Not too long ago, I was standing in a lobby of a hotel waiting to enter an elevator. Several other people were standing nearby. When the door opened, I offered for the others to get on before me. One of the women thanked me and then commented on my good manners and civility.
As someone who grew up with a strong southern heritage and raised by good parents, my mother taught me respect, civility and cordiality and to always treat people as I’d want to be treated.
As I thought about this event, I thought about another time when a board room was filled with senior leaders, many of them in product marketing and management. Gathered to discuss a critical topic with the CEO, the discussion became heated.
When a senior executive didn’t answer a question the way the CEO thought it should be answered, the CEO picked up a bagel that he was planning to eat and with a stream of obscenities, threw the bagel at the senior leaders head. It just missed him, but it set a nasty tone in the room and immediately changed the level of civility.
These two experiences are an interesting contrast of how we act, react, respond and maintain a level of civility, in our daily lives, and in the workplace.
Let’s face it, we all get frustrated with others, our organization, and when things fail to go as planned. But is it worth damaging morale, productivity and working relationships in your organization?
How does incivility impact your organization and you as a leader?
Using more than 14,000 data points and a poll of over 800 managers, “We’ve learned just how people’s reactions play out. Among workers who’ve been on the receiving end of incivility:
- 48% intentionally decreased their work effort.
- 47% intentionally decreased their time spent at work.
- 38% intentionally decreased the quality of their work.
- 80% lost work time worrying about the incident.
- 63% lost time avoiding the offender.
- 66% said hat their performance declined.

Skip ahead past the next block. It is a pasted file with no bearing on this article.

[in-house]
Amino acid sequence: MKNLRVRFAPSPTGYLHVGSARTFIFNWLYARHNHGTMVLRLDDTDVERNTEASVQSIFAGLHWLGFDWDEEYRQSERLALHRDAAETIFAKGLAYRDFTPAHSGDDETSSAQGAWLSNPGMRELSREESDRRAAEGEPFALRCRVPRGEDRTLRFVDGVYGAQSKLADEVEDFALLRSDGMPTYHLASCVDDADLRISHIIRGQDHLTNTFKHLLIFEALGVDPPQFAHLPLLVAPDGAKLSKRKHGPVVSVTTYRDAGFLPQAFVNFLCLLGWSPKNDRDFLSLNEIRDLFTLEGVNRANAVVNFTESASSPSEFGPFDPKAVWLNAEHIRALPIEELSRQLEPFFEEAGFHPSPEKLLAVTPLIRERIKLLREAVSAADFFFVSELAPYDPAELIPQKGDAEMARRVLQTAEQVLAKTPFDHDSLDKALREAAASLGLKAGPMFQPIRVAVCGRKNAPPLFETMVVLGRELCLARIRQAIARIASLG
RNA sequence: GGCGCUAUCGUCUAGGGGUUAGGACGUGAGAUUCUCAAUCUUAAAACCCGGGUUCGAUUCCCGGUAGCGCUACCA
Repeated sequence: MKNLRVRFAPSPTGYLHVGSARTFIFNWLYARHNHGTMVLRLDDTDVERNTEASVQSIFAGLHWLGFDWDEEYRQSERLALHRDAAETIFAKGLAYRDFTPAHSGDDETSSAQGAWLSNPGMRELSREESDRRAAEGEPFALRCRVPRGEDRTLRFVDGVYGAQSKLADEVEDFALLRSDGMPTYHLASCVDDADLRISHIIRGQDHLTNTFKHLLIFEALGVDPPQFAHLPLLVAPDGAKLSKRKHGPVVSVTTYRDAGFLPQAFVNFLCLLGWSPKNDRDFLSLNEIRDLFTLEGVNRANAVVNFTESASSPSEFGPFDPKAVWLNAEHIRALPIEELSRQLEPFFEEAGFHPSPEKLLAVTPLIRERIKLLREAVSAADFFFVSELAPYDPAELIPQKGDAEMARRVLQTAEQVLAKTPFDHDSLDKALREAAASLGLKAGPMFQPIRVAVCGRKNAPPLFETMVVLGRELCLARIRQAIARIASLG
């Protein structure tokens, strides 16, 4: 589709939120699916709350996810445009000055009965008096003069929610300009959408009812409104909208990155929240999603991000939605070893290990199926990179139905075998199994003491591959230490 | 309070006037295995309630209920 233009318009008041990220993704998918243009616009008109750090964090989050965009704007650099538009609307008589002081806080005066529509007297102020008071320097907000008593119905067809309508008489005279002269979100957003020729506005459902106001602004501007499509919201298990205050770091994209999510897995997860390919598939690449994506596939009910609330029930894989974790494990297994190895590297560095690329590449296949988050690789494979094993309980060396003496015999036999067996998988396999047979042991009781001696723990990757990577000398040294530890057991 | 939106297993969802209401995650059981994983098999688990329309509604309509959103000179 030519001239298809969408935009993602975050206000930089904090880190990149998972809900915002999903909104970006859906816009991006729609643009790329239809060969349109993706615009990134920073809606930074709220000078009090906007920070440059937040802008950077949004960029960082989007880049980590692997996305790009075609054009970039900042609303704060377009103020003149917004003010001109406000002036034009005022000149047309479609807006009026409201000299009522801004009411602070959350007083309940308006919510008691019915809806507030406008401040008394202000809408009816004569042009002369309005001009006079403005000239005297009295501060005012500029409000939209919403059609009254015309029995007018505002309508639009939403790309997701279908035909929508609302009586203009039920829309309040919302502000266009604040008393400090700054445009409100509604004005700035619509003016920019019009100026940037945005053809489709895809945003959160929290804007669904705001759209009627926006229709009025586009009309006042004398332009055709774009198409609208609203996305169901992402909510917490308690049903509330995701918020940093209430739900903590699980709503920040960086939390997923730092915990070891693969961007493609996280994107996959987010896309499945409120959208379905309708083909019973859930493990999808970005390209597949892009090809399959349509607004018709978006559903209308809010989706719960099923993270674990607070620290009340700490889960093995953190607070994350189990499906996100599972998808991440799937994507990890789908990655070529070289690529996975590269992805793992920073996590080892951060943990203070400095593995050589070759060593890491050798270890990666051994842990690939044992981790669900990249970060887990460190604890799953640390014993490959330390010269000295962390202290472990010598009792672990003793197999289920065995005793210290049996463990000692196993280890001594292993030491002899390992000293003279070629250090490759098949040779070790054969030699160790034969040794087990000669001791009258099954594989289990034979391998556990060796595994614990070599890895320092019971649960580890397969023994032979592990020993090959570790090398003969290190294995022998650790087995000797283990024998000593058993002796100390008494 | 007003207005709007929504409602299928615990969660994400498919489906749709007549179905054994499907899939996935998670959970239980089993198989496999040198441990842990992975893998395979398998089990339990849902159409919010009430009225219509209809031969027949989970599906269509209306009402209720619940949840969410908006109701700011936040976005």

- 78% said that their committment to the organization declined.
- 12% said that they left their job because of the uncivil treatment.
- 24% admitted to taking their frustrations out on customers.
As leaders what can we do to maintain a civil workplace? Below are three suggestions and areas that I try to work on regularly and recommend to others.
Look at yourself – “Leaders set the tone, so you need to be aware of your actions and of how you come across to others” shares Porath and Person.
For those of us in product leadership positions, do you ask your team and others for their feedback? If not, give it a try. Setup some one-on-one time and let the person know that you are looking for honest insights into how you act and react at work. You might be surprised what you hear. “You may need a reality check from the people who work for you” confides Porath and Pearson.
Additionally, you may want to “keep a journal in which you track instances of civility and incivility and notes changes that you’d like to make.”
Teach and practice civility – “We’re always amazed by how many managers and employees tell us that they don’t understand what it means to be civil. One quarter of the offenders we surveyed said that they didn’t recognize their behavior as uncivil” shares the authors.
I once worked with a senior executive who often berated managers and employees openly. While I didn’t work directly for this person, I sat down with him one-on-one and after we had discussed some business, I shared what I had observed. He was quite shocked, a little upset, but was willing to listen. He attributed his behavior to another mentors style and he had adopted some of the bad habits. He asked if I along with some others would watch his actions and help him refine the interaction he had. Over a period of a year, he learned and applied some basic principles, changed his style and way of interaction, and over time became an effective and recognized leader that everyone enjoyed working with.
Stand up and be recognized – While product leaders are often recognized for their capabilities to guide and manage technology, teams and growth of solutions, how often are we willing to step up and speak to someone about their civility at work. I believe we forget this key aspect due to our busy schedules and life and brush it off as someone having “a bad day.” Successful leaders are the ones that monitors the habitat and their teams interaction with and are willing to coach and guide civility.
As we move into a new year, I will be looking at mysellf first, my team second and monitoring how we behave. I will continue to be honest and open with my team and if I can help others improve their civility, I’ll do it. As product leaders, I hope we can lead by example and actions and support and improve how we interact with others.
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